Tory MPs revolt over proposed changes to BBC by PM Johnson
There is absolutely no doubt that a majority of 80 fills any prime minister with a sense of power, especially after a period during which Westminster was in complete deadlock, over Brexit. In fact, while The Withdrawal Agreement has now been signed by both sides, political commentators are preparing for a bloody battle over the trade arrangement between the UK and the EU, which many would have thought would be front and centre of Johnson’s agenda. However, in true Johnson/ Cummings style, his new found power base is leading to unpopularity on his own backbenches.
First it was his support of Huawei that raised eyebrows, then his backing of HS2 and now he has the BBC in his sites and Tory MPs are outraged.
The institution of the BBC is regarded by many, including those in the Tory ranks, as being as sacrosanct as the NHS (if not more so), so any suggestion that it become a subscriber channel, much like Netflix, is inciting great passion.
The furore has come about because the PM is apparently about to obliterate the BBC’s licence model.
Funding the BBC, has become a real dilemma in recent years, especially with the advent of such a plethora of channels, and yet a swathe of Tory MPs are citing their displeasure at the proposed changes.
Chairman of the All Party Group on the BBC (and Tory MP) Huw Merriman, recently remarked, "it feels as if senior government aides are now ramping up an unedifying vendetta against this much-admired corporation”, and another, Theresa May’s deputy, Damian Green, remarked, "Destroying the BBC wasn't in our manifesto and would be cultural vandalism”.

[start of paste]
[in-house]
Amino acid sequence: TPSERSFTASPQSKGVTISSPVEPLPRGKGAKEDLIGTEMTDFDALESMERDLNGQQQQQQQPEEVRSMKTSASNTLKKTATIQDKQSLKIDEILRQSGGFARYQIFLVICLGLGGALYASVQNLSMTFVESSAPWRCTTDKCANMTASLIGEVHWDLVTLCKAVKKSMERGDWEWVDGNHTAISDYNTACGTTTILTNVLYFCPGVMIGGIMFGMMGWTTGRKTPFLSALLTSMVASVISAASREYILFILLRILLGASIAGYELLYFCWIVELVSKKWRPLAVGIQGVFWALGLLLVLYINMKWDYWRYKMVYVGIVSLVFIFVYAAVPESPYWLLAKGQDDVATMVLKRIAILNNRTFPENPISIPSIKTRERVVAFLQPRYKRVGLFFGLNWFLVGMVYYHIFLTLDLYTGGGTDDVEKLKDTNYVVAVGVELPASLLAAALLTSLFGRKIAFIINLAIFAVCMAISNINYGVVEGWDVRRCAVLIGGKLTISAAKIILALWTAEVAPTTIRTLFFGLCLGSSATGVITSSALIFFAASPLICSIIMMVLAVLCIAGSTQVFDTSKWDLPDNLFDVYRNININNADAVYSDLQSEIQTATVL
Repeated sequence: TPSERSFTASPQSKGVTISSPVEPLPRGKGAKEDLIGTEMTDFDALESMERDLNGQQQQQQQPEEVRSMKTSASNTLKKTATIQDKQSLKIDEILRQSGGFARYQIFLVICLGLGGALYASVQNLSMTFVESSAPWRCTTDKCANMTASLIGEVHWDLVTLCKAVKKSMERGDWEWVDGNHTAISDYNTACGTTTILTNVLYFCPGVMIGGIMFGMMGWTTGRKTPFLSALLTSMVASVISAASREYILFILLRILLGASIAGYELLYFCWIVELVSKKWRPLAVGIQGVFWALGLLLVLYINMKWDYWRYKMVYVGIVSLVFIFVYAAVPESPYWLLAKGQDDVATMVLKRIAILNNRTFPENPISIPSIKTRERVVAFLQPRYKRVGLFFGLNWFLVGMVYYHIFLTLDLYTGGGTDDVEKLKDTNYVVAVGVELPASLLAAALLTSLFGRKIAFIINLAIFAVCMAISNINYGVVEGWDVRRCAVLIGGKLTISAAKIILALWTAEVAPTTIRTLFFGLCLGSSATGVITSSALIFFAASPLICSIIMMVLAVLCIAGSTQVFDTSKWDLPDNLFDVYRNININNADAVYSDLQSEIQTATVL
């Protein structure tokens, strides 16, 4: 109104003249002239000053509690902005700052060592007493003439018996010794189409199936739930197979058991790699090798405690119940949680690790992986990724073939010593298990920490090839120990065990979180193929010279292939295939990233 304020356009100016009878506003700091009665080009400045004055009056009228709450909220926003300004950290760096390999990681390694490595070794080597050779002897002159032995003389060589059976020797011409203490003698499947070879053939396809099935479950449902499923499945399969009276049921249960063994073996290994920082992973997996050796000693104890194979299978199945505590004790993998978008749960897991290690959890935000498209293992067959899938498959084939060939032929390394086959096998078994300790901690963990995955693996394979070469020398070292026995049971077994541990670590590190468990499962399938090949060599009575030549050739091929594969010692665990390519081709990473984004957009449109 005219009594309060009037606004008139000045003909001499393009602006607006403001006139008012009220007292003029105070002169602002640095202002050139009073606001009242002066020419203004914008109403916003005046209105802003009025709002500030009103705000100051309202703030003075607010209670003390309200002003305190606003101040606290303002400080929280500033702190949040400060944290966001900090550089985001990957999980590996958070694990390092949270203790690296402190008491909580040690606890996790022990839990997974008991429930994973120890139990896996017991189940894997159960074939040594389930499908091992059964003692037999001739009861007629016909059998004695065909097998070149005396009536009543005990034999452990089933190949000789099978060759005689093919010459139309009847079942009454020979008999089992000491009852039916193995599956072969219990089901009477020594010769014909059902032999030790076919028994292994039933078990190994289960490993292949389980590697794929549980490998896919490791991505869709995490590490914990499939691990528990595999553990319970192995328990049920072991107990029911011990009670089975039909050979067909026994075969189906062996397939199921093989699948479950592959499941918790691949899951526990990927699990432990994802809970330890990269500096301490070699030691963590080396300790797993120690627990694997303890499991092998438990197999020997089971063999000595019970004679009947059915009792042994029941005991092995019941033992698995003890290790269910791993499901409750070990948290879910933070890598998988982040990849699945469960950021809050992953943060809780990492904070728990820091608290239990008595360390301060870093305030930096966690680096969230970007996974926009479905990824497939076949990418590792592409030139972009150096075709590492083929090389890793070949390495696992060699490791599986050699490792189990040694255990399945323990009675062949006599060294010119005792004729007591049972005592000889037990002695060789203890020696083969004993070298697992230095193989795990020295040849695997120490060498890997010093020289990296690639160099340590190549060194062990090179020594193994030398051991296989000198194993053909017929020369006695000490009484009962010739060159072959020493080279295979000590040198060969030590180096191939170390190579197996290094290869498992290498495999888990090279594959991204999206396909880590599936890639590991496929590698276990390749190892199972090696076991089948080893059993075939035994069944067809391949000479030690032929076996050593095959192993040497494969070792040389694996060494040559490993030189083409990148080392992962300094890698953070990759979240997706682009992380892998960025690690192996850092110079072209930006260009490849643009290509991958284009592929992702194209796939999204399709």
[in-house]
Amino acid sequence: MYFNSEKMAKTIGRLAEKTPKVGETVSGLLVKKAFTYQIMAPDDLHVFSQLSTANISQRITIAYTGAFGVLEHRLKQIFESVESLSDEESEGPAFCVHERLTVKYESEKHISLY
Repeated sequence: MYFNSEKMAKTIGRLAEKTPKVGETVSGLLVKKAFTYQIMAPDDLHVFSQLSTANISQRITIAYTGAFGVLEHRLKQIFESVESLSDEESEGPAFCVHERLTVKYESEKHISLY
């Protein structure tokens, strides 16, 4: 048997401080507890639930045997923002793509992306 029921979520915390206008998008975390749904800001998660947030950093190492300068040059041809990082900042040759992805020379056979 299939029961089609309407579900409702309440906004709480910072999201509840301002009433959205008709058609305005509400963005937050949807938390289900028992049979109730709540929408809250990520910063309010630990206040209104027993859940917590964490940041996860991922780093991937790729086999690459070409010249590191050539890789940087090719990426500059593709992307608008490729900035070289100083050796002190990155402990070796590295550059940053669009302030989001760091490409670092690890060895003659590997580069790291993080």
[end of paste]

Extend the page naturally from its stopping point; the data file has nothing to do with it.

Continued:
It seems that at the very least Boris Johnson is testing public opinion, with regards to the BBC, with members of his cabinet, when questioned, trying to deflate the furore by suggesting questions are merely being asked, but no decisions are being made.
Johnson could create a real storm in his party, if this issue is not handled with extreme diplomacy. Regional TV and radio would certainly be the first in the firing line if swathing cuts had to be made, and having just won over many regions that had never voted Tory before, he could make himself extremely unpopular with his tentative new supporters.
Although Johnson is seen to be in the mood for big changes at the BBC, even MP Damian Collins, who previously headed up the Commons Culture committee, described it as, “a destructive idea”.
Johnson tapped into Britons love of the NHS, the need for police and improved education at the ballot box in December, it seems he may have failed to realise just how important the BBC still is to the nation.
Chairman of the BBC, Sir David Clementi, will be counting on the Brexit trade talks acting as the perfect diversion for the PM’s time, to avoid him using his bullish demeanour on his baby.